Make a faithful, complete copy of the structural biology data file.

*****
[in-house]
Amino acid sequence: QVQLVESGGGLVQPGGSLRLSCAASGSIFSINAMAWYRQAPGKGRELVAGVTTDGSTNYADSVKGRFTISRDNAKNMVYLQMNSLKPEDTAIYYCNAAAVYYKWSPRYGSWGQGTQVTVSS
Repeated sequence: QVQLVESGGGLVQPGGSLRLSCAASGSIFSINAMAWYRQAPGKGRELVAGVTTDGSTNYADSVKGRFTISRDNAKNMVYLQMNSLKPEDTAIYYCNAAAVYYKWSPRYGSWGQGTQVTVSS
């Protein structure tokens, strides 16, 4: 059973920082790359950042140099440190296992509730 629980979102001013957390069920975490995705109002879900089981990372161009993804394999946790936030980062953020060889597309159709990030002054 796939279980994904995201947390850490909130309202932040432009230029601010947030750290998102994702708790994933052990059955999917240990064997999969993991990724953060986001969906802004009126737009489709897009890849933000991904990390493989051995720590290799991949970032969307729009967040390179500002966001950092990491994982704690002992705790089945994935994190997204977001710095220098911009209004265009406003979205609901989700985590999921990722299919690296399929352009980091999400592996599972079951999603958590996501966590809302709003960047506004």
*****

[in-house]
Amino acid sequence: QVQLVESGGGLVQPGGSLRLSCAASGSIFSINAMAWYRQAPGKGRELVAGVTTDGSTNYADSVKGRFTISRDNAKNMVYLQMNSLKPEDTAIYYCNAAAVYYKWSPRYGSWGQGTQVTVSS
Repeated sequence: QVQLVESGGGLVQPGGSLRLSCAASGSIFSINAMAWYRQAPGKGRELVAGVTTDGSTNYADSVKGRFTISRDNAKNMVYLQMNSLKPEDTAIYYCNAAAVYYKWSPRYGSWGQGTQVTVSS
């Protein structure tokens, strides 16, 4: 059973920082790359950042140099440190296992509730 629980979102001013957390069920975490995705109002879900089981990372161009993804394999946790936030980062953020060889597309159709990030002054 796939279980994904995201947390850490909130309202932040432009230029601010947030750290998102994702708790994933052990059955999917240990064997999969993991990724953060986001969906802004009126737009489709897009890849933000991904990390493989051995720590290799991949970032969307729009967040390179500002966001950092990491994982704690002992705790089945994935994190997204977001710095220098911009209004265009406003979205609901989700985590999921990722299919690296399929352009980091999400592996599972079951999603958590996501966590809302709003960047506004």